In 2009, President Obama repeated a line that he and other Democrats used many times in describing Obamacare: “If you like your health care plan, you can keep [it].”

Unfortunately, in the three years since the president signed his health care takeover into law, it’s become increasingly clear that this flawed plan will only deliver more broken promises and more bad news for families and job creators nationwide.

Republicans have long warned that Obamacare is bad for the economy, thanks to almost 20,000 pages of new regulations, 159 new bureaucracies, numerous boards and bureaucratic programs. And recent reports have reinforced what we’ve feared since this massive overhaul was passed into law — Obamacare will burden Americans with trillions of dollars in new taxes, costly penalties and new government obligations that will stifle job creation nationwide.

The nonpartisan Congressional Budget Office has warned that the president’s health care plan will slash approximately 800,000 jobs, increase government spending by $1.2 trillion, and force 7 million Americans to lose their employer-sponsored coverage.

A leading health care advocacy group recently noted that millions of people will be priced out of health insurance under Obamacare because of a glitch in the law that adversely affects people with modest incomes who cannot afford family coverage offered by their employers.

Meanwhile, an independent study by the Society of Actuaries estimates insurance companies will have to pay out an average of 32 percent more for medical claims on individual health policies under Obamacare by 2017. For Missourians, this study shows that medical claims costs could increase by 58.8 percent per person — making Missouri's projected cost increase the eighth highest in the country.

Even President Obama’s top health care official, Health and Human Service Secretary Kathleen Sebelius, finally admitted that insurance premiums could increase under the law, saying: “There may be a higher cost associated with getting into that market” where “folks will be moving into a really fully insured product for the first time.”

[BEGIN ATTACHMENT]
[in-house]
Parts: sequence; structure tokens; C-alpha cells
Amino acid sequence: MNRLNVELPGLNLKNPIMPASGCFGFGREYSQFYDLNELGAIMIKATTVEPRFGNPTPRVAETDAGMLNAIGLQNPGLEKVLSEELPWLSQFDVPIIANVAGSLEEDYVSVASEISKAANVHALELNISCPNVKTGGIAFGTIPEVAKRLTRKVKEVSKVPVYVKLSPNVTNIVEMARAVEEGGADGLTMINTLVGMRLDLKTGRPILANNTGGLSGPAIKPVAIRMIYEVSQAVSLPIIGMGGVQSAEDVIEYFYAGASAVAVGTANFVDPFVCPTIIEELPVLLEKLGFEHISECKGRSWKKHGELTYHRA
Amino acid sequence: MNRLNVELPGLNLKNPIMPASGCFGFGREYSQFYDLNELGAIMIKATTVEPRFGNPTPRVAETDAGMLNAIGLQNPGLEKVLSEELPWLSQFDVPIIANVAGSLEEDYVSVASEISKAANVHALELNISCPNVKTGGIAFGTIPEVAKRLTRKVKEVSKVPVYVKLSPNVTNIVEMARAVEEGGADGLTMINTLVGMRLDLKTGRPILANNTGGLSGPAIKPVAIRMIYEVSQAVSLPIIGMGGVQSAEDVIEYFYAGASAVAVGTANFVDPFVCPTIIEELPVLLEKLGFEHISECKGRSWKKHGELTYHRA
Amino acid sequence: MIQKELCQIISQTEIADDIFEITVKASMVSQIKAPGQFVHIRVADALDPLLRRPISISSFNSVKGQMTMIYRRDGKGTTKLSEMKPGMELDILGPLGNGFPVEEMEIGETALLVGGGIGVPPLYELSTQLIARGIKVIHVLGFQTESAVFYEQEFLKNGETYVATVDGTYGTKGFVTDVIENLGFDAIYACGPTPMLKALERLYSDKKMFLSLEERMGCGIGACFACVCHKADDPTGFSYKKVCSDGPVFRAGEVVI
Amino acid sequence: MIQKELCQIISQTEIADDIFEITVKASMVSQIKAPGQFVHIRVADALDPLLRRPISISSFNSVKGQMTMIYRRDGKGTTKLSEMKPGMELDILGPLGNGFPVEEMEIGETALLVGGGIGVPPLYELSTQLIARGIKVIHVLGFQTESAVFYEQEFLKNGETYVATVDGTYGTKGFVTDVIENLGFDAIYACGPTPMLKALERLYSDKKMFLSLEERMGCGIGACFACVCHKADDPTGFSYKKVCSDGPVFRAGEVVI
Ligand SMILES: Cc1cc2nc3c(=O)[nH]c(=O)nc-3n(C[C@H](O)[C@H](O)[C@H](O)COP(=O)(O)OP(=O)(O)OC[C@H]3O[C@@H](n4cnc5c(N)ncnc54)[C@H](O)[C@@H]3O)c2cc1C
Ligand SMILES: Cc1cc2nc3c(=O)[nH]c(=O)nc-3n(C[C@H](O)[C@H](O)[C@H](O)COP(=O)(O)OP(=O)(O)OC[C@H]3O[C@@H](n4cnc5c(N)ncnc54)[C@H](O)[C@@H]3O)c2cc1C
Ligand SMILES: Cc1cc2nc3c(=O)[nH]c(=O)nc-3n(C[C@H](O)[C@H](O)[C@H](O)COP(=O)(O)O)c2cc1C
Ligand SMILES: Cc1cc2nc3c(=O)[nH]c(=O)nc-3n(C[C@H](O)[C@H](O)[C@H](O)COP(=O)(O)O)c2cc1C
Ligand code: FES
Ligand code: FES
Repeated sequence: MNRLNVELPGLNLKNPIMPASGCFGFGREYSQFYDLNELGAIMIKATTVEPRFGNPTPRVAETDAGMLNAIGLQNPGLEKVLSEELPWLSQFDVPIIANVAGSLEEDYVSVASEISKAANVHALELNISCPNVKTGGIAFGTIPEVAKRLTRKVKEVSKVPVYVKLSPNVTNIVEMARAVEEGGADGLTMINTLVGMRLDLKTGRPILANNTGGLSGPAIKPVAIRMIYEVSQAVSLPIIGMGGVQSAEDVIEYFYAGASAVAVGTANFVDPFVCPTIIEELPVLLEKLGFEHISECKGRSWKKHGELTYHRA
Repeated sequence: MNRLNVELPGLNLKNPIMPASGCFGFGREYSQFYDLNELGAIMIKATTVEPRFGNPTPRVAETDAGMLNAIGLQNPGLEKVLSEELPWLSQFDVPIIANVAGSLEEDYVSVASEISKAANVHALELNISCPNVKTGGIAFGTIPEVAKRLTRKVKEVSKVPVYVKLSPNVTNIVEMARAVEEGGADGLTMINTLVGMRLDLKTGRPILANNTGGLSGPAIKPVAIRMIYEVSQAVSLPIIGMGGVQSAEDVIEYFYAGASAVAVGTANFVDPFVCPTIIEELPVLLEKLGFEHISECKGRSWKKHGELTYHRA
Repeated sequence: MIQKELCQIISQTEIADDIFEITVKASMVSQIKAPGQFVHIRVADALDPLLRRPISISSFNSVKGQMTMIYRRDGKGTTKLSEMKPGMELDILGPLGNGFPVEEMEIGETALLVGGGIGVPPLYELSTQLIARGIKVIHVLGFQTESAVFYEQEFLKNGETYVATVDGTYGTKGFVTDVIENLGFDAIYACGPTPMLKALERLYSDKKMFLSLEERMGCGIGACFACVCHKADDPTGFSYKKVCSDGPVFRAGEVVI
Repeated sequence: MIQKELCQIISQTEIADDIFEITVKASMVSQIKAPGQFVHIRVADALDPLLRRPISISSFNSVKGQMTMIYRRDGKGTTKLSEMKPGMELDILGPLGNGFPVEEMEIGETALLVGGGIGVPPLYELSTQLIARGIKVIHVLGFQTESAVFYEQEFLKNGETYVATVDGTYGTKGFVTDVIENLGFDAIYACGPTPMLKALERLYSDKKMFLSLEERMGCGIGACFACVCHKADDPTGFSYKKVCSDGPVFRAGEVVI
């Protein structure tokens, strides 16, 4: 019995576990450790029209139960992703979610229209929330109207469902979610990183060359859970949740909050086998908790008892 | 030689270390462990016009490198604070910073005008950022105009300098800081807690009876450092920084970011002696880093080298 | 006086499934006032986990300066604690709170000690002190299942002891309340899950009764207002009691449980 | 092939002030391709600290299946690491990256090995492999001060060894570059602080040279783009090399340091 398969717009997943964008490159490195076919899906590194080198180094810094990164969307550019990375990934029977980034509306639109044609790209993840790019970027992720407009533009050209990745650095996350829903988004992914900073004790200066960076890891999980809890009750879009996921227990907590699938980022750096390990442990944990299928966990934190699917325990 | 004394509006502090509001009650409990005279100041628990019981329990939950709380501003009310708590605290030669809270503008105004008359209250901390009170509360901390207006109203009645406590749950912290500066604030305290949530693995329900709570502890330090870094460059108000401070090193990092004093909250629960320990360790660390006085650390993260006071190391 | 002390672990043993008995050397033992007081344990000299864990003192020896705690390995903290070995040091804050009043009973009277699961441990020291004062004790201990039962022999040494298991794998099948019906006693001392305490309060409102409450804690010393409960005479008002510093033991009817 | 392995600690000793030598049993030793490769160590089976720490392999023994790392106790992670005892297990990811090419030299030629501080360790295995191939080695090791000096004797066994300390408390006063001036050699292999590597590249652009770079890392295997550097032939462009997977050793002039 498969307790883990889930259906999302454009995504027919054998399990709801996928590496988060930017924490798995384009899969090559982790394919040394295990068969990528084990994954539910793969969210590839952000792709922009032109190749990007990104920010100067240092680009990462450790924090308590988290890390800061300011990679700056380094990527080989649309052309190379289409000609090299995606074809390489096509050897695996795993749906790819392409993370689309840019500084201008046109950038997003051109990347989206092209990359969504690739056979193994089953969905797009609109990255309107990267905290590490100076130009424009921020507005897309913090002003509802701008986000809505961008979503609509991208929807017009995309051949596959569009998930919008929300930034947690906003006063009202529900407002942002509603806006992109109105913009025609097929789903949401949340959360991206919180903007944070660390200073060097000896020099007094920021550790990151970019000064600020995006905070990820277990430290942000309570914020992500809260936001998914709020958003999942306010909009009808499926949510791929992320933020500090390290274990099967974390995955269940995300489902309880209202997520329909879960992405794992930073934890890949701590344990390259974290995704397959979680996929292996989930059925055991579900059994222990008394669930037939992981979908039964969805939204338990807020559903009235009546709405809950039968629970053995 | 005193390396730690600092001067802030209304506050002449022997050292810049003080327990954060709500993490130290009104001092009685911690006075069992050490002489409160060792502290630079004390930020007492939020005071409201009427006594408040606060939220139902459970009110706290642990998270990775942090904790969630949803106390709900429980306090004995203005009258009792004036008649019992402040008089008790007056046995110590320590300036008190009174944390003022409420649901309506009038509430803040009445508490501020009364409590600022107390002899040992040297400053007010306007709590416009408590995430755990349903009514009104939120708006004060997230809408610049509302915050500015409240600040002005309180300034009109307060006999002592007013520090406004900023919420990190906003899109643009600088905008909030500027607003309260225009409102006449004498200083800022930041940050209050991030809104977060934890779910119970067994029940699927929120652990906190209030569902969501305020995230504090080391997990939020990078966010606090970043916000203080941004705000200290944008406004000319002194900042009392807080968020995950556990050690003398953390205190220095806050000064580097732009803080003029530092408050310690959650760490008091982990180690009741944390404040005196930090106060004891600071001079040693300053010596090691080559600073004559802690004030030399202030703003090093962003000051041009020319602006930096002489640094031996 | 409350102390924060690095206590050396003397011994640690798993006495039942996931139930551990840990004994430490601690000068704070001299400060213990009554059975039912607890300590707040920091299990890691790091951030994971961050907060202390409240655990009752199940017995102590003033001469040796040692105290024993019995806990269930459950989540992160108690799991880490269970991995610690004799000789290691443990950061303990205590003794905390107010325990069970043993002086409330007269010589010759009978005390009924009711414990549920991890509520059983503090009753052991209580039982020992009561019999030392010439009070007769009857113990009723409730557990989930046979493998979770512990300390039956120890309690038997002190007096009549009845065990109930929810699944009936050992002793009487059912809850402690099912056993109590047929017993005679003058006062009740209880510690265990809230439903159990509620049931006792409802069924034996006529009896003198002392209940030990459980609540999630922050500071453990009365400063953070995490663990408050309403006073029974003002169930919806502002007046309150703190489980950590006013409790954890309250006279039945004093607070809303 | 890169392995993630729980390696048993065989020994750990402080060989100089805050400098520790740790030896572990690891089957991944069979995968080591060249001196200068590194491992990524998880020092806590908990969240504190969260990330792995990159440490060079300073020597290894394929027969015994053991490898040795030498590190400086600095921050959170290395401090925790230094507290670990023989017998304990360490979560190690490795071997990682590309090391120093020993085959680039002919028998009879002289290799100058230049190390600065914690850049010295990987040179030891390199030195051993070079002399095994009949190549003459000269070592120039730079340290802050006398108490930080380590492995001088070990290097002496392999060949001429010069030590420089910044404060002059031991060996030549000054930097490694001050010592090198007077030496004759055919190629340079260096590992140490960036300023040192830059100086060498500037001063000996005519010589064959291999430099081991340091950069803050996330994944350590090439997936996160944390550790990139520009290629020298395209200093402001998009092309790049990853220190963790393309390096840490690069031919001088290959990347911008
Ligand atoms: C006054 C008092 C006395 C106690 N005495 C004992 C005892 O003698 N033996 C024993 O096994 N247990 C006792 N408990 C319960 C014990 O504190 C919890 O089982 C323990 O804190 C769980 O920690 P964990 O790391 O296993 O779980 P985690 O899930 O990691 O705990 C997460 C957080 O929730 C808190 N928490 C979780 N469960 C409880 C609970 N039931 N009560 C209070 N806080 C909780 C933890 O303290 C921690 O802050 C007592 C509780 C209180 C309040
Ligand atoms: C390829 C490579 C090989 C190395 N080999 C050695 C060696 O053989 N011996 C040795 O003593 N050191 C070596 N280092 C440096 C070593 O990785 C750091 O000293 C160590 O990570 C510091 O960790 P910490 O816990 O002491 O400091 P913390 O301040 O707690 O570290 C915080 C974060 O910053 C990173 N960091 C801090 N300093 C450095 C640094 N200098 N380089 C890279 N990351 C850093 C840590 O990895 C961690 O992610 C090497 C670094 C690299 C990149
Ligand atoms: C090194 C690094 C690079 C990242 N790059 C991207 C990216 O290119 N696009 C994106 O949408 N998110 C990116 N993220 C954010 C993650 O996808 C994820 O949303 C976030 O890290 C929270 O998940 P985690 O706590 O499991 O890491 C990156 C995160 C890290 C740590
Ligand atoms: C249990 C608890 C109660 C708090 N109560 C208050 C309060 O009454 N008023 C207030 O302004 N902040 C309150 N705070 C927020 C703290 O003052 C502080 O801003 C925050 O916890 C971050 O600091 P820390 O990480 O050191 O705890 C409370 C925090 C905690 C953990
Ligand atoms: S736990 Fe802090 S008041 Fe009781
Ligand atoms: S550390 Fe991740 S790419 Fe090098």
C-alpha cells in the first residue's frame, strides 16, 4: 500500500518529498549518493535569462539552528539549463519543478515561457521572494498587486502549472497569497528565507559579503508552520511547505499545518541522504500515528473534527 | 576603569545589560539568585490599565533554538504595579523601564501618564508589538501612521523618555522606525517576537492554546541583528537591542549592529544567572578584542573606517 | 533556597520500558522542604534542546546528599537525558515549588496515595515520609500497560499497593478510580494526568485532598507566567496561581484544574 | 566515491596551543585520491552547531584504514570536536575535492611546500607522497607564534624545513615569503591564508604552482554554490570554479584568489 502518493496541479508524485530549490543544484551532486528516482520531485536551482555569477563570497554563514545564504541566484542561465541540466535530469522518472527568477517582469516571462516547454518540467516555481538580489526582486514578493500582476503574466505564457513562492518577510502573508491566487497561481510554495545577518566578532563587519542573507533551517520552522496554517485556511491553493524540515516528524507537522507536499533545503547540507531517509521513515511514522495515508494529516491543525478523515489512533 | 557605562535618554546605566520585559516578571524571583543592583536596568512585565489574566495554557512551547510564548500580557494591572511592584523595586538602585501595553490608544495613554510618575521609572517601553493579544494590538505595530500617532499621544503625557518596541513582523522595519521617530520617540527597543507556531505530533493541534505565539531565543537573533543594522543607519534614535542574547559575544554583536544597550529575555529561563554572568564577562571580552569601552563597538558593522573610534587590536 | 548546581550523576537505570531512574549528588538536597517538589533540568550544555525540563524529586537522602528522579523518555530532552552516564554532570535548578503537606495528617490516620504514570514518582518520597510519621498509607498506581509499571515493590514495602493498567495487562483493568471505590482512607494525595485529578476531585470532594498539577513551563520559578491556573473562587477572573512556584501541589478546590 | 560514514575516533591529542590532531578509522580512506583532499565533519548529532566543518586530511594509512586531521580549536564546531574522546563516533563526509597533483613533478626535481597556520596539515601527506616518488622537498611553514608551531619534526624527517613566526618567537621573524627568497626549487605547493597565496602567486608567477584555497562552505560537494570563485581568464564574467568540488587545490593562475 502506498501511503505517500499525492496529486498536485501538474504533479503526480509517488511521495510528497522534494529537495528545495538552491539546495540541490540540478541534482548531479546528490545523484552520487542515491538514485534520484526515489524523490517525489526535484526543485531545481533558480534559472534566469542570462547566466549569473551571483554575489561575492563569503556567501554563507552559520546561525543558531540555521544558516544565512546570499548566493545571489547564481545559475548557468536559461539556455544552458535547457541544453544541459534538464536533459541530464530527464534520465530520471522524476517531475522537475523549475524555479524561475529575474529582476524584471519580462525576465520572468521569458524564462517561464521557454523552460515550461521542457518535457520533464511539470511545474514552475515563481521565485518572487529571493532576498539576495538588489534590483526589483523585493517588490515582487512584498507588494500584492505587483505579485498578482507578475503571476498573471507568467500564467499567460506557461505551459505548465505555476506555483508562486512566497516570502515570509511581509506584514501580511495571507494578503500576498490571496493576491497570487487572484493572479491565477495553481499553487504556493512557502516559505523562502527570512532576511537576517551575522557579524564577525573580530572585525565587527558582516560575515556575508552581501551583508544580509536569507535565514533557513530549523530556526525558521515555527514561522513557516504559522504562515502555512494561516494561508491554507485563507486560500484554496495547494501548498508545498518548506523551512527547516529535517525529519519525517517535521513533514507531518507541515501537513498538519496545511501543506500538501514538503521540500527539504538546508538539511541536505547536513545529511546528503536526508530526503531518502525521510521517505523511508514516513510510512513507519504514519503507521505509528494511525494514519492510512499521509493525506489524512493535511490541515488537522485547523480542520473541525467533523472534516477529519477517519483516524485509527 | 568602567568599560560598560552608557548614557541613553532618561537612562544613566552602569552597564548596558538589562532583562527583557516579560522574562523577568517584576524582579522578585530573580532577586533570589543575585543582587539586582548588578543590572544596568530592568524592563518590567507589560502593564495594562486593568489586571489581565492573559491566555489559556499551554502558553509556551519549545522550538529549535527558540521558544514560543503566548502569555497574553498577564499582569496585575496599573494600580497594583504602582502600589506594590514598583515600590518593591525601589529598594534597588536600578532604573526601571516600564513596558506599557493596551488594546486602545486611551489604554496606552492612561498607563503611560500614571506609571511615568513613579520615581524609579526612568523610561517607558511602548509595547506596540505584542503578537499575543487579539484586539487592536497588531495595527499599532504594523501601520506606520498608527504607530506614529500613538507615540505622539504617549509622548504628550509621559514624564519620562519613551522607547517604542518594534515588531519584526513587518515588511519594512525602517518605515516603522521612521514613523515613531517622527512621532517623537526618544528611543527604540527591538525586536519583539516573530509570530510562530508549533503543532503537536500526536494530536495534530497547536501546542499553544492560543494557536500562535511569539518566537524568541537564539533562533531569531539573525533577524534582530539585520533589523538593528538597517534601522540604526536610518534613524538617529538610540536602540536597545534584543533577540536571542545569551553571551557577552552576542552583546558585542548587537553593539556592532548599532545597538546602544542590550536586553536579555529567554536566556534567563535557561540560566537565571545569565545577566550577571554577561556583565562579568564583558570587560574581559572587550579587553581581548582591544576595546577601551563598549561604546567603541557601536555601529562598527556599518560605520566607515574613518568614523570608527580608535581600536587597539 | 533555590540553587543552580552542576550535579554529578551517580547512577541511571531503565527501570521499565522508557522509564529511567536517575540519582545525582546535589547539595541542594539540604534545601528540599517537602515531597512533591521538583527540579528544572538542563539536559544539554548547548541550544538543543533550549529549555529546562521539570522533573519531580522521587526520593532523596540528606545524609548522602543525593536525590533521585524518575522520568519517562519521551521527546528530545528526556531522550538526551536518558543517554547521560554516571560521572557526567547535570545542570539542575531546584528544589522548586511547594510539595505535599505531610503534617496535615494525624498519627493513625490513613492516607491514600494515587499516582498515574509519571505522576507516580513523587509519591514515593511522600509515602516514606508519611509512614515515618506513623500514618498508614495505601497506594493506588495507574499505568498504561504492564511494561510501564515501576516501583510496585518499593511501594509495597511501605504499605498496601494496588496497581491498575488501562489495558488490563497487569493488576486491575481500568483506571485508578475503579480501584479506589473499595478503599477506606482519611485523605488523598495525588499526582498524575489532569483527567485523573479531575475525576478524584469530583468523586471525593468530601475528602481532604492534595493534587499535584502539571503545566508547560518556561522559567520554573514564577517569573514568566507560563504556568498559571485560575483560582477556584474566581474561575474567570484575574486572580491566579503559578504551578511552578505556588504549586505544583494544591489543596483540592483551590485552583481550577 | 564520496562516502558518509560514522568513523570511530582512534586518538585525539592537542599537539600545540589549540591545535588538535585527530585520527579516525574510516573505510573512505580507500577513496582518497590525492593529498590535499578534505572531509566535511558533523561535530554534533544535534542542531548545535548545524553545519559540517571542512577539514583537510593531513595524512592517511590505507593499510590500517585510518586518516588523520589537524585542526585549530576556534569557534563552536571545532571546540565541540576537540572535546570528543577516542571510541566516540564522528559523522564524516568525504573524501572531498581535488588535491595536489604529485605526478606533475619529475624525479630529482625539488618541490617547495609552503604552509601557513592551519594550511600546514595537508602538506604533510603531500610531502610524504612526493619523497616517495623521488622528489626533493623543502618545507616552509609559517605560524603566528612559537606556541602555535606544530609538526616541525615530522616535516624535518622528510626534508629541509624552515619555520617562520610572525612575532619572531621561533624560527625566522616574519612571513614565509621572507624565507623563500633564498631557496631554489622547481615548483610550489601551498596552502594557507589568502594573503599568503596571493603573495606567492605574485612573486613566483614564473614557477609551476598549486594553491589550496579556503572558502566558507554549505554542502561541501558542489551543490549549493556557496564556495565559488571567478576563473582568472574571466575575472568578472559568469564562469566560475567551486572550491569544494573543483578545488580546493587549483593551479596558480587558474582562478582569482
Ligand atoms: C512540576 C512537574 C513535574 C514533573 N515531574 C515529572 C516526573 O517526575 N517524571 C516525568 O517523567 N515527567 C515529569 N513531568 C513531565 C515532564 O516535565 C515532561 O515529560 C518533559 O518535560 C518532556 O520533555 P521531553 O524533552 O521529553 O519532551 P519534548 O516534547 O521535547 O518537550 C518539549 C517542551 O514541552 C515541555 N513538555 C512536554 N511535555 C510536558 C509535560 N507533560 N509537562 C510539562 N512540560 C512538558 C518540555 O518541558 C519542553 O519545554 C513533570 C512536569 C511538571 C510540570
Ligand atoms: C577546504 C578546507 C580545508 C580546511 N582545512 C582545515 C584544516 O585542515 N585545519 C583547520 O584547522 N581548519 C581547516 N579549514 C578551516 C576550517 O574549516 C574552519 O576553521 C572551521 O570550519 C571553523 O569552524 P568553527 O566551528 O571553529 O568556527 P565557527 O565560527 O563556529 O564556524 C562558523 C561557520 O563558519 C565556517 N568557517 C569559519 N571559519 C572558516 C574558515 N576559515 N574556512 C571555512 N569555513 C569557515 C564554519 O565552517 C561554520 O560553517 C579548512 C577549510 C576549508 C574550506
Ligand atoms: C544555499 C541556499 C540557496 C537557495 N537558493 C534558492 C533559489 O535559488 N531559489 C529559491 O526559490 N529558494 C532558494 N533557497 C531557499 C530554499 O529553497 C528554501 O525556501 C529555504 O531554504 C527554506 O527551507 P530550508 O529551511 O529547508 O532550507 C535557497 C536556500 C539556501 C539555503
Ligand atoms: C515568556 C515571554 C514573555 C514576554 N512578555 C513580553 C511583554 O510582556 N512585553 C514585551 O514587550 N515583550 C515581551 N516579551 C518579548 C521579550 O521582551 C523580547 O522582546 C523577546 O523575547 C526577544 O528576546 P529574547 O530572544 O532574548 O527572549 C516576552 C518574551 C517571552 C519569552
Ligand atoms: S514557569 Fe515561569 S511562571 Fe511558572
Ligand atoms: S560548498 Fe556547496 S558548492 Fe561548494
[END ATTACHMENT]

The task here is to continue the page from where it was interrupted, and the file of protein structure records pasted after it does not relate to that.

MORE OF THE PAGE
At a time when millions of Americans are still searching for jobs, the last thing we should do is discourage economic growth. But at the start of next year, job creators will be forced to start complying with this new law or pay the penalty — leading even state governments to reduce hours for full-time employees to avoid paying penalties or providing health care.

This move will force Americans to take on numerous part-time jobs to make ends meet, meaning the person who serves your coffee in the morning may be the same person serving your dinner in a different spot the same night.

For those employers who decide it’s more cost effective to pay the penalty than to comply with the law, many hard-working Americans will see their plans change or lose them altogether.

This isn’t what Obama promised when he and congressional Democrats rammed this unpopular plan into law — and it’s no surprise that my colleagues who voted for this bill are suddenly having a change of heart.

Four Senate Democrats co-sponsored a Republican bill to repeal the law’s $30 billion medical device tax — a provision that I was proud to support as part of the recent budget debate and which overwhelmingly passed the Senate. Meanwhile, 10 House Democrats are co-sponsoring a bill to repeal the controversial Independent Payment Advisory Board

We can all agree that we must fix our nation’s health care system, but Obama’s one-size-fits-all government takeover is not the right answer. There are a number of steps we can take to make America’s health care system work better — including medical liability reform and allowing patients to purchase plans across state lines.

That’s why I recently voted for an amendment to defund Obamacare, I voted against the Senate Democrats’ budget, and I’ll continue to fight to repeal the most flawed components of this law so we can replace it with common-sense reforms to put patients and doctors in control of their health care instead of Washington bureaucrats.